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wear their overtly or subtly or covertly would try to make race an issue. >> he certainly did. he would not accept that potential ground of support for him. the people who were anxious about electing a black american and the famous scene of the woman who comes forward and says, i'm scared of him and mccain and it always struck me is that mccain first answers her with respect. he says to her, no, ma'am, no, ma'am, he says this is not what -- >> takes the microphone away. >> takes the microphone away. >> wise move. >> well, of course, he had been attacked in south carolina. there was a hate campaign that his youngest child, the adopted child from bangladesh was really the child of a liaisonca w woma vicious. it was absolutely vicious and he codn believe it was it took hi get over that with george w.
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bush. it actually took him a long, long time to get over what happened in 2000 in the primaries? we'll see if president bush mentions that. another hallmark and goes back to the idea that john mccain was not perfect. but was willing to admit mistakes in that same campaign in south carolina, he did not speak out on the confederate flags in south carolina. >> george, in south carolina, he said something over and over again that he did not believe. he said he was asked about the confederate flag which was flying over the state capitol, was a major divisive issue at the time, whether it should come down and he said that he believed that it was a symbol of heritage and should stay where it is. that's not what he believed and after he lost, he said that he did that because he -- his advisers convinced him and had come to believe he would lose vote, lose south carolina if he
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came -- if he came out in favor of bringing the flag down and he deeply regretted that decision. i spoke to him just days after he lost. he told me he was going to make it right and, in fact, george, not long after he dropped out of that race he went to south carolina and delivered a speech basically a mea culpa saying that it was a mistake. that he said something he didn't believe and he at that point called for the flag to come down from the state capitol. >> and, ron claiborne, as jon was speaking and we see him again right there, we see joe lieberman there, his good friend, democrat, in the senate for many years, one of the other mistakes that john mccain has talked about his regret he didn't pick joe lieberman to be his running mate. >> he wanted to pick joe lieberman. he was told if he did so, it would blow up the republican party, so instead he made arguably another mistake, he chose as his running mate someone he didn't know, someone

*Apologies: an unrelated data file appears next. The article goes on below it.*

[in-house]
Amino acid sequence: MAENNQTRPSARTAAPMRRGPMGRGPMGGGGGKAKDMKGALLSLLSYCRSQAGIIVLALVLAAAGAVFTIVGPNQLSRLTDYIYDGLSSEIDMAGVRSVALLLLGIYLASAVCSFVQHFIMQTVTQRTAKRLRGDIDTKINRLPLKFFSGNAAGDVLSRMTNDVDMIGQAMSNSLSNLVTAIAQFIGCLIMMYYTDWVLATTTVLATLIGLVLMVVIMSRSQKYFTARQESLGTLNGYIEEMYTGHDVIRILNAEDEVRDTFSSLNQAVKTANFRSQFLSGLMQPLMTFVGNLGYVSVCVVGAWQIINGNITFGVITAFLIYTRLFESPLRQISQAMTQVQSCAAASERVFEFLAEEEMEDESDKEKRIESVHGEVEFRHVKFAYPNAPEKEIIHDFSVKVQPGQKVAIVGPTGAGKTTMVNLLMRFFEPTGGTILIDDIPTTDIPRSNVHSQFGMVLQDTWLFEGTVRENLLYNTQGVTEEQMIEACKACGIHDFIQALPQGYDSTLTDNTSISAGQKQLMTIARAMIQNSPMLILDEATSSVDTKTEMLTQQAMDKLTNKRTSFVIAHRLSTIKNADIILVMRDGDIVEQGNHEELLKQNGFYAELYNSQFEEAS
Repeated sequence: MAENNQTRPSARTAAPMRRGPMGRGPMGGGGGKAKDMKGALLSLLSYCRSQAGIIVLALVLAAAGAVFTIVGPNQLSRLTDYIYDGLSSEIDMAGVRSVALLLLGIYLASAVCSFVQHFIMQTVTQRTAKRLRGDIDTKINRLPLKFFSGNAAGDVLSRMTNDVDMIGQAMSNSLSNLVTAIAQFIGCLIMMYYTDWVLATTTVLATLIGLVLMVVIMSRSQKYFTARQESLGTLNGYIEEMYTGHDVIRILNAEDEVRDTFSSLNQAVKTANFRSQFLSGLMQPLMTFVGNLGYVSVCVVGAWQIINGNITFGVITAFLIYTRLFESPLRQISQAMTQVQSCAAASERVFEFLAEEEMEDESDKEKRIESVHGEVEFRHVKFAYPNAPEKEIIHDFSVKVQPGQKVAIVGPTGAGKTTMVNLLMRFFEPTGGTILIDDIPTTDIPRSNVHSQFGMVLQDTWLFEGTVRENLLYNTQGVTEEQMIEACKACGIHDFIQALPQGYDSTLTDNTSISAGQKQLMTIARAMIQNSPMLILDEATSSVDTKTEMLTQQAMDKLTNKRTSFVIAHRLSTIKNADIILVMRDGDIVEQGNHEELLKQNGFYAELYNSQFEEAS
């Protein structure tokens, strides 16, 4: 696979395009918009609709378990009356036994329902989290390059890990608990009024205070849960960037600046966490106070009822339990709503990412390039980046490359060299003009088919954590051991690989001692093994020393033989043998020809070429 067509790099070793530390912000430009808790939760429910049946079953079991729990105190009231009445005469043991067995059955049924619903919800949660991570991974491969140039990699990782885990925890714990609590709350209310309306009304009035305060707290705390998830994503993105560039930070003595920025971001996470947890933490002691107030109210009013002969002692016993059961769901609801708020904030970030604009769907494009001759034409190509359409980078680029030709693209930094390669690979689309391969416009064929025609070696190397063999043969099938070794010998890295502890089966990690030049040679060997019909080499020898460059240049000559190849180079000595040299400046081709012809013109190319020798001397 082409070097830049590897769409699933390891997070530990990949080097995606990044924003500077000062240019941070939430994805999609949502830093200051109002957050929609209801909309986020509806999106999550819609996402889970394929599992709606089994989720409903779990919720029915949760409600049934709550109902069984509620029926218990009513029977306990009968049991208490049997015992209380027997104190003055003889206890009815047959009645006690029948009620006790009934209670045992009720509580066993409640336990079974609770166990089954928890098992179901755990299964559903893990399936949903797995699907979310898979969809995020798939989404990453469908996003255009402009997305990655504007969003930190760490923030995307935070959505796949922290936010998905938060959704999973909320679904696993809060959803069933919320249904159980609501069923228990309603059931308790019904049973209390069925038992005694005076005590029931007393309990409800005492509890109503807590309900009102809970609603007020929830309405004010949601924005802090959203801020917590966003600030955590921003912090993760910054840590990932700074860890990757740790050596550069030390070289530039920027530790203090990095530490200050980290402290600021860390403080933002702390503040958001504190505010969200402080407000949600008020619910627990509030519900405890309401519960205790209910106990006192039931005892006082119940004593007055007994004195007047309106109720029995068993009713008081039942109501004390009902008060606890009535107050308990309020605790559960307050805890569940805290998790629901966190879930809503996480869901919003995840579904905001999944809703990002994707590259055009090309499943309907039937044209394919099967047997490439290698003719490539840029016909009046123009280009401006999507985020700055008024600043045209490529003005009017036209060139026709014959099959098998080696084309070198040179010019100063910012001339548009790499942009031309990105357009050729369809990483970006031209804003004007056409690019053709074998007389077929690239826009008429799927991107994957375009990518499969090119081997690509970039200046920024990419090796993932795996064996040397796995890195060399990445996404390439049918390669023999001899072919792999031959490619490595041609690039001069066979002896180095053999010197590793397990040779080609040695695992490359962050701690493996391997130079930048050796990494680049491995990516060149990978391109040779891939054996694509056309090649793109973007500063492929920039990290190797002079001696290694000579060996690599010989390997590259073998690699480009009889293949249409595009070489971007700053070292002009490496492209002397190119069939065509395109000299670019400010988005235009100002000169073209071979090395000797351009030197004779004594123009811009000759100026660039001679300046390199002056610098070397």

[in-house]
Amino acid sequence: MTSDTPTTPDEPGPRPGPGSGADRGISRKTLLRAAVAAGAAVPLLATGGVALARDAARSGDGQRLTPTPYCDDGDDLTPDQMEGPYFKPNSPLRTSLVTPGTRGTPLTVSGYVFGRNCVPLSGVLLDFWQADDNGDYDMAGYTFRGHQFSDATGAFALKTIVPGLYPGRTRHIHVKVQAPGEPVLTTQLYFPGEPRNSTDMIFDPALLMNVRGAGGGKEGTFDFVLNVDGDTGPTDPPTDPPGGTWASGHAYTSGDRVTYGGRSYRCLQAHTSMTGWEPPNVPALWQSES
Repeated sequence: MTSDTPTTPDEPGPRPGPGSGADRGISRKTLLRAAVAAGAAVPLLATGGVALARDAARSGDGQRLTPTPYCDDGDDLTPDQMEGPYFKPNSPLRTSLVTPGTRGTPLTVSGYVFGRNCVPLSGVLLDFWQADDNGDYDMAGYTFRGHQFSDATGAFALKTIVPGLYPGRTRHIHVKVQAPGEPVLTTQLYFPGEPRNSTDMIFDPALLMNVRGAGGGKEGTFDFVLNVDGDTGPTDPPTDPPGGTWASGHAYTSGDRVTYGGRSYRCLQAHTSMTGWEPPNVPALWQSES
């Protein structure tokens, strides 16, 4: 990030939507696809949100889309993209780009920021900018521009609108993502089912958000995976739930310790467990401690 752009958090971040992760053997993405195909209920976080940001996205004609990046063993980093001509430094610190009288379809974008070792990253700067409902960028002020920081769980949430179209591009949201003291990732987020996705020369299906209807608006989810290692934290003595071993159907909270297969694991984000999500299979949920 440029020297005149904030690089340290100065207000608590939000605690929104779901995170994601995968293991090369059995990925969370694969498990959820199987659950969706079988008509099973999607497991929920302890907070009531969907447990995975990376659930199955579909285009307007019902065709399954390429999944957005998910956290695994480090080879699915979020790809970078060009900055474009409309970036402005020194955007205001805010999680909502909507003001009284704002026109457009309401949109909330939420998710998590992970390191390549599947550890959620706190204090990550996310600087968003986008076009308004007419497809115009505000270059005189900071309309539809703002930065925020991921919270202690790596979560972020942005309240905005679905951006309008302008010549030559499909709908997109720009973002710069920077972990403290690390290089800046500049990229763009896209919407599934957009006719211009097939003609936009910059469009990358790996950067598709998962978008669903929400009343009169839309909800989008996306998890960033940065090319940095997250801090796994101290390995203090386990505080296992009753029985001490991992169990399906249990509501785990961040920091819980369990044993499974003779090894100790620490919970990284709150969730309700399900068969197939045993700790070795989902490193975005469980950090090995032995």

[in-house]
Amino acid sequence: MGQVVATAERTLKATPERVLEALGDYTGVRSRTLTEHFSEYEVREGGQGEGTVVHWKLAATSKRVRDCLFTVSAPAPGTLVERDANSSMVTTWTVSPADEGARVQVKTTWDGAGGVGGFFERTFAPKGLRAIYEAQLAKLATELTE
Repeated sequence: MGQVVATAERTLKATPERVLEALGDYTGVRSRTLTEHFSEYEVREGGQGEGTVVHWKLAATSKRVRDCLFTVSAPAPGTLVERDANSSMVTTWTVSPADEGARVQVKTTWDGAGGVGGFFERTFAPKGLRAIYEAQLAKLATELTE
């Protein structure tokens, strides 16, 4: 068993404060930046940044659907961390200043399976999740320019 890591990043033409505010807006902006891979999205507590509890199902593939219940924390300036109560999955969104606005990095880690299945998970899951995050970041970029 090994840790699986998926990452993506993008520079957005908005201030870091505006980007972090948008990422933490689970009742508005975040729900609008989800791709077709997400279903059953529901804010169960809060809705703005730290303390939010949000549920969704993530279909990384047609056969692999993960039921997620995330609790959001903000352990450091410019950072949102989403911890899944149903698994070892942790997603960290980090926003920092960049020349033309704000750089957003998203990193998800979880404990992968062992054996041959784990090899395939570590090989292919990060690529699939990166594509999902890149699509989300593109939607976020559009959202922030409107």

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he had very little experience with and he was also running on the back obama, the notion that he didn't have -- he was uncomfortabled to be president. dn'av t he h, didn't have the experience to be president and then he chose someone who one could argue had even less experience and depth than barack obama, you know, the hallmark of his campaign had been putting country first but at the ages of 71, almost 72 when actuthere was a possibilit might not survive a first or second term he chose a running mate, a heartbeat away from the presidency who many believed was not qualified to be president. >> sarah palin not invited today. >> john mccain is through his life and said this before is he always questions when he doesn't go with his gut and his gut was to pick joe lieberman in that race. we don't know if it would have
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made a difference but in the and enwrote this in his recent book is that he regretted not doing that and picking sarah palin in that. >> and actually one of the few times that we've seen that picking a vice president actually did make a difference and a negative difference for him in that election. >> we can see the cathedral filling up right now. the honor guard staginndtht ae ready. for john mccain. his family is also taking their places. inside the cathedral. we have not seen the former presidents inside the cathedral. there we see senators -- senator rob portman of ohio along with the speaker of the house, paul
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ryan. almost all of official washington gathered inside the cathedral today. and there's president barack obama along with former lady michelle obama. george w. bush. and laura bush who did pay their respects to john mccain in recent months at cottonwood. hillary clinton, al gore. jon karl, as we see everybody coming, he was a great drinking buddy of hillary clinton. >> yes, he struck up something of a friendship with her in the senate. they joined forces on a couple of causes. i wouldn't say it was an incredibly warm relationship but it was a remarkable one. she came in under extraordinary circumstances, obviously, the first former first lady of the united states to be elected to
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the united states senate and she set out to kind of charm john mccain and to court him and to ask his advice when she first came to the senate. >> we see there former vice president dick cheney, the president's national security adviser john bolton along with senator clinton there. boy, terry, it's hard not to address the elephant in the room as we see those former presidents there, as we see the president's staff, as we see george w. bush, as we see laura bush, glaring in the absence, president trump. >> who is tweeting today about the investigation into him. this was a choice that john mccain made. obviously they had a very bitter feud. you can't imagine someone who has practiced politics more differently than donald trump from the politics of john mccain. he has the exact opposite approach to making the country great, whether it's again or not